Settling Your Workers' Compensation Case in Pennsylvania

Learn how, when, and whether to settle your Pennsylvania workers' comp claim.

Updated by , J.D. · University of Missouri School of Law

If you have a workers' comp claim, the insurance company will likely approach you about a settlement at some point in your case. Sometimes, settlement is in a worker's best interest. For example, you might want to accept a fair lump sum in order to avoid the hassle of a workers' comp hearing. However, before you settle your claim, you should understand what rights you are giving up.

What Is a Workers' Comp Settlement?

In Pennsylvania, workers' comp settlements are formally referred to as "compromise and release agreements." When you settle your claim, you typically give up your right to all workers' comp benefits in exchange for a sum of money.

Most settlements are paid in a lump sum. However, the insurance company might agree to a structured settlement if you have catastrophic injuries and need long-term care. A structured settlement is paid over time. Depending on the terms of your structured settlement, you may receive payments each month, annually, or every few years.

What Is a Commutation?

It's possible to get a lump sum without agreeing to a full and final settlement. In Pennsylvania, if you are already receiving workers' comp benefits, you can request for them to be paid in a lump sum. This is called a "commutation of compensation." Typically, your total benefits will be discounted by 5% to bring them to present value. With a commutation, you are not giving up your other workers' comp benefits (such as medical treatment).

When Can I Settle My Pennsylvania Workers' Comp Claim?

In Pennsylvania, the earliest you can settle your claim is four months after your date of injury. However, it can be difficult to properly value a settlement while you are still healing. That's why most workers wait to settle their claims until they reach maximum medical improvement—when your doctor finds that your condition is stable and will no longer improve with treatment.

Remember, when you settle your claim, you are typically giving up lifetime benefits. If you are unsure about whether to settle, an experienced workers' comp lawyer can help you assess the benefits and risks.

How Are Settlements Finalized in Pennsylvania?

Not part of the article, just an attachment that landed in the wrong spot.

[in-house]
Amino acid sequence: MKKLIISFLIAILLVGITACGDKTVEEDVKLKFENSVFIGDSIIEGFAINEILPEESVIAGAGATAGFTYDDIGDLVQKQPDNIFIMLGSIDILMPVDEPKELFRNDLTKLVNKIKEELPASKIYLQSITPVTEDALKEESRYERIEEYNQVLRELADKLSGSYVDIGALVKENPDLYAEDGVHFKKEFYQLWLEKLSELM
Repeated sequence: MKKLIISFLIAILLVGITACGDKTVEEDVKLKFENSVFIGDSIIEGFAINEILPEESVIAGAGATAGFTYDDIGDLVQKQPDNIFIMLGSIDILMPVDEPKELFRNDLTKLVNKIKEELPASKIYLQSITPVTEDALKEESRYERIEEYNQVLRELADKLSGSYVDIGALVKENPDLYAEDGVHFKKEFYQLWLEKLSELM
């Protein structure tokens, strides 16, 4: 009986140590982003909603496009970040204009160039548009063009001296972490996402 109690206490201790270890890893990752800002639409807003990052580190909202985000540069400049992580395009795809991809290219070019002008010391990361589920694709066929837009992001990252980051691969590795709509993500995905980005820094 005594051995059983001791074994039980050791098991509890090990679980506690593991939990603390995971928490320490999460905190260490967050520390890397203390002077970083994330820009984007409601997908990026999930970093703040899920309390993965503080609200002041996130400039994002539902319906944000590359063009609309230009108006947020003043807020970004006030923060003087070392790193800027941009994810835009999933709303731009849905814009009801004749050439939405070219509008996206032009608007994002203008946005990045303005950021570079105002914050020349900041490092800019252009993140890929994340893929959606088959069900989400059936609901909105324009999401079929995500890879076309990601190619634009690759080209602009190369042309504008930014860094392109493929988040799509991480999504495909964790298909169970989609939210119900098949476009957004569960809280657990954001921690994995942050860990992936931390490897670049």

A workers' comp judge must approve your workers' comp settlement. Once you and the insurance company have agreed to settle, the Pennsylvania Workers' Compensation Office of Adjudication will schedule a hearing. At the hearing, you or your lawyer will present a series of settlement documents, including a Compromise and Release Agreement.

You will also testify at the hearing, answering the judge's questions about the terms of your settlement. If the judge believes that you understand what you are giving up and receiving in exchange, he or she will approve your settlement. If you don't have a workers' comp lawyer, the judge may scrutinize your settlement more closely to ensure that it is fair and reasonable.

Can I Change My Mind?

Once the judge approves your settlement, it is full and final. In other words, you cannot reopen your claim or demand additional benefits. For this reason, most injured workers consult with a workers' comp lawyer before they settle. A Pennsylvania workers' comp lawyer will help you understand your claim's value, negotiate a fair settlement, and ensure that your settlement paperwork is properly completed.

How Much Will I Get in a Settlement?

Every workers' comp claim is different. For this reason, your claim's settlement value will depend on a series of factors, including your pre-injury wages, the severity of your injuries, your ability to return to work, and whether there is conflicting evidence in your claim. Generally speaking, claims where workers have higher wages, expensive medical bills, and strong supporting evidence have higher settlement values.

Certain items will be deducted from your settlement. Depending on the nature of your claim, these costs may include:

  • attorneys' fees and legal costs (read our article about workers' comp attorneys' fees for more information)
  • unpaid medical bills
  • unpaid child support, and
  • a Medicare set-aside account (money to cover future medical expenses related to your work injury, which must be spent before Medicare will cover treatment).

To learn more about these deductions, read our article discussing how much of your settlement you will get to keep.

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